The share of unauthorized immigrants in border states is falling
The share of state populations made up of unauthorized immigrants fell in every state bordering Mexico, except Texas, between 2007 and 2016, according to a new study by the Pew Research Center.
Why it matters: While President Trump draws attention to an "invasion" of illegal immigrants and the need for a border wall, the share of unauthorized immigrants in the U.S. is falling.
By the numbers:
- Of the states with the highest percentage of unauthorized immigrants, the only one that saw an increase was Maryland.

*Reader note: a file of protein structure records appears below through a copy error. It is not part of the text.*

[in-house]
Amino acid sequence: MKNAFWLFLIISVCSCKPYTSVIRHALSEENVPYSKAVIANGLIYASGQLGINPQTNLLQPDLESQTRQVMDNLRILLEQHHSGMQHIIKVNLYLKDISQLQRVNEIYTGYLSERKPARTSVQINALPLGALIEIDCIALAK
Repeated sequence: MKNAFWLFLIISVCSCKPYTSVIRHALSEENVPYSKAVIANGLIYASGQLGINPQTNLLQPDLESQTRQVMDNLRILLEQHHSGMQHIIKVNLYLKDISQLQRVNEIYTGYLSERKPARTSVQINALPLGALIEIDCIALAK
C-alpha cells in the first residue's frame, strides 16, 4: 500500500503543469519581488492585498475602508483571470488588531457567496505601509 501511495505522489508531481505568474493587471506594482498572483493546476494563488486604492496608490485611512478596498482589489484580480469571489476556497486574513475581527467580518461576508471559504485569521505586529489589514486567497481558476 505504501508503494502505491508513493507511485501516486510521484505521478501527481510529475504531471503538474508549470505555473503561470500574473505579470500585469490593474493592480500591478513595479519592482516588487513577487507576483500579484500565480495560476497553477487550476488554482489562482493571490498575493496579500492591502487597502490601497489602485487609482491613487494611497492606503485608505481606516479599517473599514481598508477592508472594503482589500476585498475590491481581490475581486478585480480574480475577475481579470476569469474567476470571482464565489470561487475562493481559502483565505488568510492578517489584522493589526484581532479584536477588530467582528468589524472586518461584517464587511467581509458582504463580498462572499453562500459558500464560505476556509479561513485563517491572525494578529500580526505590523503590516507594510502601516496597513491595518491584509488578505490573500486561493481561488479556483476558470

- Unauthorized immigrants do not make up the majority share of immigrants in any state, according to Pew. They make up a quarter of the foreign-born population overall in the U.S.
- They do contribute to the economy, making up between 5 and 10% of the labor force in the five states with the largest share of unauthorized immigrants.
- And industries such as construction and agriculture tend to have the highest shares of unauthorized immigrant employees, according to the study.
- Mexicans make up about half of the national unauthorized immigrant population, but much smaller shares in states along the East Coast.